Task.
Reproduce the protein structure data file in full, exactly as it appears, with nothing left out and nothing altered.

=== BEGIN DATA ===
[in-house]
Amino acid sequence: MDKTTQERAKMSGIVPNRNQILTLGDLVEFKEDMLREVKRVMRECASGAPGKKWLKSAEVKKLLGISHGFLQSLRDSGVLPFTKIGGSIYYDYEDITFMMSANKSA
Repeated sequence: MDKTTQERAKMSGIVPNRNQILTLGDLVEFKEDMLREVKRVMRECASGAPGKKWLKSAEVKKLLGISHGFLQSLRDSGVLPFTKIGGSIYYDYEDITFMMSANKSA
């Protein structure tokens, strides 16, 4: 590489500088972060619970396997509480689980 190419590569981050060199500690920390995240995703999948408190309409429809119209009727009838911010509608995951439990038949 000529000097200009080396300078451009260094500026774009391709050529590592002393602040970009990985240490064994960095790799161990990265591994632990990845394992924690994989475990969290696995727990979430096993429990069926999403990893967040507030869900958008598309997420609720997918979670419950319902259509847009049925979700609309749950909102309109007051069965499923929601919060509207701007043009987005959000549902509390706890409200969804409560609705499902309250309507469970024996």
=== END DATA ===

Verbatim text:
[in-house]
Amino acid sequence: MDKTTQERAKMSGIVPNRNQILTLGDLVEFKEDMLREVKRVMRECASGAPGKKWLKSAEVKKLLGISHGFLQSLRDSGVLPFTKIGGSIYYDYEDITFMMSANKSA
Repeated sequence: MDKTTQERAKMSGIVPNRNQILTLGDLVEFKEDMLREVKRVMRECASGAPGKKWLKSAEVKKLLGISHGFLQSLRDSGVLPFTKIGGSIYYDYEDITFMMSANKSA
């Protein structure tokens, strides 16, 4: 590489500088972060619970396997509480689980 190419590569981050060199500690920390995240995703999948408190309409429809119209009727009838911010509608995951439990038949 000529000097200009080396300078451009260094500026774009391709050529590592002393602040970009990985240490064994960095790799161990990265591994632990990845394992924690994989475990969290696995727990979430096993429990069926999403990893967040507030869900958008598309997420609720997918979670419950319902259509847009049925979700609309749950909102309109007051069965499923929601919060509207701007043009987005959000549902509390706890409200969804409560609705499902309250309507469970024996």